Parents Weigh in on Screen Time Habits


As a developer of an educational application for mobile devices, I often find myself wondering how parents are adapting to the new paradigm presented by mobile gaming. There has always been a debate of good screen time versus bad screen time, but as more technology is being adapted into the home that debate has shifted. Screen time is inevitable, so parents are learning to make the most of it. At Galxyz, we wanted to know how parents are regulating their kids' screen time, so we partnered with Harris Poll to find out.

It is important to the team at Galxyz and I to get these unbiased answers about what we believed to be true; from homes across a wider spectrum. Rather than just living in the Silicon Valley bubble we wanted to see how parents from all walks of life, geographies and backgrounds are being influenced by the increase of technology at home. Most importantly, how were they handling it with their children?

We also wanted tangible evidence that parents do think that educational games qualify as good screen time. We also want to be able to show parents that they are not alone in how they feel about good versus bad screen time -- that this is a discussion happening in homes across the nation and around the world. So we tailored the survey to hone in on those two points -- technology as a babysitter and good versus bad screen time. As a parent balancing screen time with my own kids, I'm happy to reveal the results of this survey.

The big surprise was mobile devices as a babysitter. The survey showed that parents don't feel very guilty about using mobile devices as a babysitter! So the question then becomes - what does concern these parents when it comes to screen time?

Turns out that these parents are concerned that the amount of time they are letting their children spend in front of the screen is too much. When parents were given the option to choose the categories they considered to be good screen time, they were overwhelmingly in favor of educational gaming (90%), reading e-books (92%) and research for homework (95%). Not surprisingly, streaming videos and playing on social media were ranked very low in the eyes of parent. In a sense, good screen time could be considered productive screen time.

With the rise of educational apps and games, there are more options than ever before for parents to make screen time both fun and educational for their children. These apps are also making their way into the classroom, giving parents even more reason to absolve themselves of screen time guilt.

Many parents have different views of how long is too long in front of a screen -- no matter the value. Almost 40 percent of survey respondents allow their kids two to three hours of screen time per day, while 37 percent stick to an hour or less. It can be hard to find a balance, especially if the majority of that screen time is good screen time.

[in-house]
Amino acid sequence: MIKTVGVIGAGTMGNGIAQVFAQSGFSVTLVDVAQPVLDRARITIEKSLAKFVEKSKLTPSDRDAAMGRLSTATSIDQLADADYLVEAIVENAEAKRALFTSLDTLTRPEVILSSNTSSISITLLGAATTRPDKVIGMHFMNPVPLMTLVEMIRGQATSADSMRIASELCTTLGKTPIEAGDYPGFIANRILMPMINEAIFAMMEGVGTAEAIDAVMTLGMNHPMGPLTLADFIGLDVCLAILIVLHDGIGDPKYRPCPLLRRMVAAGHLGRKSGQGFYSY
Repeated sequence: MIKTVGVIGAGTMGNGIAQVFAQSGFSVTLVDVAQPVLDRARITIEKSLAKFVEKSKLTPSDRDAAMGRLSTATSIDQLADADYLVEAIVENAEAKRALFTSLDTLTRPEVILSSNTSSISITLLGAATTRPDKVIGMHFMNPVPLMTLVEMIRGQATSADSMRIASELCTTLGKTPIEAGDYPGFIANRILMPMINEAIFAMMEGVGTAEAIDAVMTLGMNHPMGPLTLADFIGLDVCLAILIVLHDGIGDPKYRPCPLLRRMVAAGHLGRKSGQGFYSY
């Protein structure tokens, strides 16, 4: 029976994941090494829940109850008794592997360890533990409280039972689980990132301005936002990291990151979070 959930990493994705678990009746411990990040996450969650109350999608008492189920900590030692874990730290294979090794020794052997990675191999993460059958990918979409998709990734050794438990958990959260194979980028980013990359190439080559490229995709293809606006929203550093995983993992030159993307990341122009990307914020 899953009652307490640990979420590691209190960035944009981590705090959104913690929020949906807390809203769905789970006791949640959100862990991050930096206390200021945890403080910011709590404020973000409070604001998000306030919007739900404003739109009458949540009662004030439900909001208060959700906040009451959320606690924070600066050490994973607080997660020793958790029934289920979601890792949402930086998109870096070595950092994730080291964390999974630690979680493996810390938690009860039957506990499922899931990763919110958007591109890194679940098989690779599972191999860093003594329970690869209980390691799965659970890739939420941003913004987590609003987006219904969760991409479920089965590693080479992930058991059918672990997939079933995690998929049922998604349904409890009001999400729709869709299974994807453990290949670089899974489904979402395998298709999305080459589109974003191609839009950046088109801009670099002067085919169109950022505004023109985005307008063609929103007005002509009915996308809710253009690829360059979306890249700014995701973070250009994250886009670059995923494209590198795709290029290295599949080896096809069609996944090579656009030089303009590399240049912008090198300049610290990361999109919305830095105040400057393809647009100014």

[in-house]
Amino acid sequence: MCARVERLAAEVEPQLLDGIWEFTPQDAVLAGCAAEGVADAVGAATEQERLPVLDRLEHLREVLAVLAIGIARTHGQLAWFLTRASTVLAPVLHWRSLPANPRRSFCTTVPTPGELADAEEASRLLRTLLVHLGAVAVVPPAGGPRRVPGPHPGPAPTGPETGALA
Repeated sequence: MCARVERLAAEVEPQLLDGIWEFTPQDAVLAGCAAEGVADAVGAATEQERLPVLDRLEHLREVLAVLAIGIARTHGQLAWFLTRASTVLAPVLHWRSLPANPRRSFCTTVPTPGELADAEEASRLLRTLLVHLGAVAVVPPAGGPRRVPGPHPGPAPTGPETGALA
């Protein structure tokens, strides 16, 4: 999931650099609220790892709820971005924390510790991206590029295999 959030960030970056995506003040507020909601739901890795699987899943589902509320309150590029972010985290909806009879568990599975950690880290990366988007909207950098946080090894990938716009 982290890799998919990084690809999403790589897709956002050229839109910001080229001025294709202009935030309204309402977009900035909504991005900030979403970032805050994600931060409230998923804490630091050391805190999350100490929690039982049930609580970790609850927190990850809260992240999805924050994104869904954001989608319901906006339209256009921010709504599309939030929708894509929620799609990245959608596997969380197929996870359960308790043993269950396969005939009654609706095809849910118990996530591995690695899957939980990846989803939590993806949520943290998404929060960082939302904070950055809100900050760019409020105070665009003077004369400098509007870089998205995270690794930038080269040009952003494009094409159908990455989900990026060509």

Parents also were solidly against social media counting as good screen time, with 86 percent of moms and 71 percent of dads agreeing that social media is not helpful in their children's development. Clearly parents agree that their children are best served by educational applications on mobile devices, rather than time wasters and entertainment applications.

As parents, it is important for us to instill the proper lessons and restraint in our children when it comes to mobile devices and screen time. We must work to teach them the value of educational applications, and how just because it is on a screen doesn't mean it will do anything but waste their time. Bad screen time versus good screen time is not a debate that is going to end soon, but the options for good screen time are becoming more plentiful and valuable every day. The best thing we can do as parents is present our children with the best options for their educational success.

For more on the Harris Poll / Galxyz survey, please visit here.


Osman Rashid is an edtech leader, and the Founder & CEO of Galxyz, an intergalactic adventure that makes kids excited about science. Galxyz's mission is to ignite the fascination of science and unlock the true potential in every student. Previously, Osman was the Co-Founder and CEO of Chegg, the student hub and online textbook rental leader (NYSE:CHGG) until early 2010, and also Co-Founder and CEO of Kno, Inc. (acquired by Intel in 2013), a digital education platform company.